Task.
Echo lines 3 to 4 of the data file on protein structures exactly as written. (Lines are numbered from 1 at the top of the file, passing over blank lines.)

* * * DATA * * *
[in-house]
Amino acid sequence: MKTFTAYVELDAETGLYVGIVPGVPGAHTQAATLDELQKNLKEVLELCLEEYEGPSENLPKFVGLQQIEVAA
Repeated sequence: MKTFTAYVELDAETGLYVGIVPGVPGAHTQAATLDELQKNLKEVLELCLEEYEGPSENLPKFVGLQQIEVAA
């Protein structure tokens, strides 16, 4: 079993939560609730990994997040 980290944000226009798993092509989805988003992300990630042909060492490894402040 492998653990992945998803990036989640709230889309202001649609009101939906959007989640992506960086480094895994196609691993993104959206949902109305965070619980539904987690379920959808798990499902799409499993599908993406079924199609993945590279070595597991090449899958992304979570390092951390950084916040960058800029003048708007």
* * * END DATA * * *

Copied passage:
Repeated sequence: MKTFTAYVELDAETGLYVGIVPGVPGAHTQAATLDELQKNLKEVLELCLEEYEGPSENLPKFVGLQQIEVAA
């Protein structure tokens, strides 16, 4: 079993939560609730990994997040 980290944000226009798993092509989805988003992300990630042909060492490894402040 492998653990992945998803990036989640709230889309202001649609009101939906959007989640992506960086480094895994196609691993993104959206949902109305965070619980539904987690379920959808798990499902799409499993599908993406079924199609993945590279070595597991090449899958992304979570390092951390950084916040960058800029003048708007």